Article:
You may be able to give these key people the impression that you are a problem solver and subsequently bring these issues into the interview.

Interview practice and dress code

Repeated interview practice cannot be recommended highly enough. You should prepare thoroughly; and mock interviews should be taken seriously by both the mock interviewer and mock interviewee. Dress on the day to look formal, smart, and professional, but clothes should be comfortable. Tribalism should be avoided (such as club ties, which may evoke a negative response), and do not use overpowering scents.

Advisory appointment committee (interview panel)

Remember that the technical role of the advisory appointment committee is to recommend suitable candidates to the trust’s executive board. In practice, however, the trust will delegate full power to the committee to identify and appoint a candidate. The advisory appointment committee is large (probably the largest interview panel you will have encountered), and each member has a specific role:

  • Chairman: provides introductions and chairs the panel
  • Chief executive officer: often asks about vision, strategy, and leadership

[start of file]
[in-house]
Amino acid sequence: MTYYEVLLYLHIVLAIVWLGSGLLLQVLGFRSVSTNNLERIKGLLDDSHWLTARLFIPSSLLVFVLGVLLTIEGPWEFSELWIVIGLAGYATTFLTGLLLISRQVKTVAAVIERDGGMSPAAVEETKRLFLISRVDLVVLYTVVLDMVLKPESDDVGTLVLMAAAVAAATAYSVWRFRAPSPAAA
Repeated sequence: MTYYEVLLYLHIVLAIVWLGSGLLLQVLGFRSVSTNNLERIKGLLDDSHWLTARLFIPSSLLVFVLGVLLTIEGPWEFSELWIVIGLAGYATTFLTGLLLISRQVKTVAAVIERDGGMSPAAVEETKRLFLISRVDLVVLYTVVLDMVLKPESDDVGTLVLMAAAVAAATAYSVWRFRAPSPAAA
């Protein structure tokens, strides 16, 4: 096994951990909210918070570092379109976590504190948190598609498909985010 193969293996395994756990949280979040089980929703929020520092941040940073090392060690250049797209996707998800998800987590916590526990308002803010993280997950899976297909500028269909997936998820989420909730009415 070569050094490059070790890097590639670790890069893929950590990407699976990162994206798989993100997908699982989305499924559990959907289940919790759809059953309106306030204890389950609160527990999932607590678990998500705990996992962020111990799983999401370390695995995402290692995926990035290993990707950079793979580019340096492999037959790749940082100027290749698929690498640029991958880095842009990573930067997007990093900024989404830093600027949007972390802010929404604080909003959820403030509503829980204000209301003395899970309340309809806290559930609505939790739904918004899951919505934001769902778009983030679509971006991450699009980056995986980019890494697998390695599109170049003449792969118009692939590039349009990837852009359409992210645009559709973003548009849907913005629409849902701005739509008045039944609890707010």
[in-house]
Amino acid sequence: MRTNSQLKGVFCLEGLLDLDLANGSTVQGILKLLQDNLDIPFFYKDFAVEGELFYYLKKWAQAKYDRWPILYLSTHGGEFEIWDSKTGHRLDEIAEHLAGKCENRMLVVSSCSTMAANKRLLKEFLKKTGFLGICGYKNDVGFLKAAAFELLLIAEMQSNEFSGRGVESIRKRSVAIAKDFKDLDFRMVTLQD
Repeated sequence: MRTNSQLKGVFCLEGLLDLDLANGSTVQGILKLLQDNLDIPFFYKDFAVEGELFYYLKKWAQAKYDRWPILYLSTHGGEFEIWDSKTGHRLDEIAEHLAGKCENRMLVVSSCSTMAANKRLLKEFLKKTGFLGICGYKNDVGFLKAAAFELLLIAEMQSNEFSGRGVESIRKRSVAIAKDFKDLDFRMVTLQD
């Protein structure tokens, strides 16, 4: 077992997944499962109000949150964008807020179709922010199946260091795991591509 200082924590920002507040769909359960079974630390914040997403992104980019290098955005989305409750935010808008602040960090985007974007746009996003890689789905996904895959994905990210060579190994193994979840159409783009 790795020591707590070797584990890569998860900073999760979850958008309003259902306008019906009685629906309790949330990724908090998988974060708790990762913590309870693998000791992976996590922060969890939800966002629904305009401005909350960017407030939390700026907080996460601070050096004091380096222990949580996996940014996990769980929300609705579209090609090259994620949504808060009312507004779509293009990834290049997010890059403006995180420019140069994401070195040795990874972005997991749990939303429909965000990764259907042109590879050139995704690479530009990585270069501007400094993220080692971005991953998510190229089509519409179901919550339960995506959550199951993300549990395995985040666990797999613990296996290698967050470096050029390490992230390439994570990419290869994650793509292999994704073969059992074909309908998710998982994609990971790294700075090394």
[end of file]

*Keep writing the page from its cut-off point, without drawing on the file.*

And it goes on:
• Medical director: often asks about revalidation, appraisal, probity, and data protection
  • Clinical director: often asks about quality indicators, including financial indicators
  • External college representative: provides quality assurance for previous training and competencies
  • Lead clinician: acts as a gatekeeper for the department; often asks about clinical skills and vision for the department
  • University representative (if relevant): to assess your experience of teaching and research
  • Layperson: may occasionally ask patient centred questions
  • Human resources: rarely asks any questions.

Presentation and other pre-interview tasks

Presentations are increasingly common, entail varying formats, and will invariably concentrate on an aspect of standards pertaining to your specialty. A half day may be set aside for a presentation, or it may be incorporated into the interview. The topic may be preset, together with an agreed audiovisual format; or the topic and audiovisual format may be determined on the day. The second scenario requires rapid identification of the reason for topic selection and delivery method.

Psychometric testing in mock scenario stations is increasingly common. This is designed to highlight behaviour and personality traits that are conducive to team working and also often deals with leadership skills; assertiveness and submissiveness; tendency to frustration; and anxiety and articulation. Never second guess in psychometric testing: always be yourself.

References

  1. Spurgeon P, Klaber B, Green M. Becoming a better medical leader. BMJ Careers  31 Jan 2012. http://careers.bmj.com/careers/advice/view-article.html?id=20006444.

Robert Ghosh consultant physician, Homerton University Hospital NHS Foundation Trust, London, UK
Matt Green medical publisher director, BPP University, London 

mattgreen@bpp.com